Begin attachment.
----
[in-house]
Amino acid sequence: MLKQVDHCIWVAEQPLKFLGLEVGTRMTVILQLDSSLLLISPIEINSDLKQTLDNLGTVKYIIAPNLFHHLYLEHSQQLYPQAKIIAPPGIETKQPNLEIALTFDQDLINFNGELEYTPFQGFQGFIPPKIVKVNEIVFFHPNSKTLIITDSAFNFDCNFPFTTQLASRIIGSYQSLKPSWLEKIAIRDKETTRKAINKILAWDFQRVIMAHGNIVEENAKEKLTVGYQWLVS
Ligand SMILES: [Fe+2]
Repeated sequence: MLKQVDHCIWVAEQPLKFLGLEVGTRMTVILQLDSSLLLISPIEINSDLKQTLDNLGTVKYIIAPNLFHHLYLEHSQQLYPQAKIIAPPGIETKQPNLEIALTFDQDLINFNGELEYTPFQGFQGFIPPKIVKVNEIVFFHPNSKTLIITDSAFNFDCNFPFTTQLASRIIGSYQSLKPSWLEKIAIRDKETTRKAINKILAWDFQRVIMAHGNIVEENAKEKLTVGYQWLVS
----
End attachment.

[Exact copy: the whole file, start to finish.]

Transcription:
[in-house]
Amino acid sequence: MLKQVDHCIWVAEQPLKFLGLEVGTRMTVILQLDSSLLLISPIEINSDLKQTLDNLGTVKYIIAPNLFHHLYLEHSQQLYPQAKIIAPPGIETKQPNLEIALTFDQDLINFNGELEYTPFQGFQGFIPPKIVKVNEIVFFHPNSKTLIITDSAFNFDCNFPFTTQLASRIIGSYQSLKPSWLEKIAIRDKETTRKAINKILAWDFQRVIMAHGNIVEENAKEKLTVGYQWLVS
Ligand SMILES: [Fe+2]
Repeated sequence: MLKQVDHCIWVAEQPLKFLGLEVGTRMTVILQLDSSLLLISPIEINSDLKQTLDNLGTVKYIIAPNLFHHLYLEHSQQLYPQAKIIAPPGIETKQPNLEIALTFDQDLINFNGELEYTPFQGFQGFIPPKIVKVNEIVFFHPNSKTLIITDSAFNFDCNFPFTTQLASRIIGSYQSLKPSWLEKIAIRDKETTRKAINKILAWDFQRVIMAHGNIVEENAKEKLTVGYQWLVS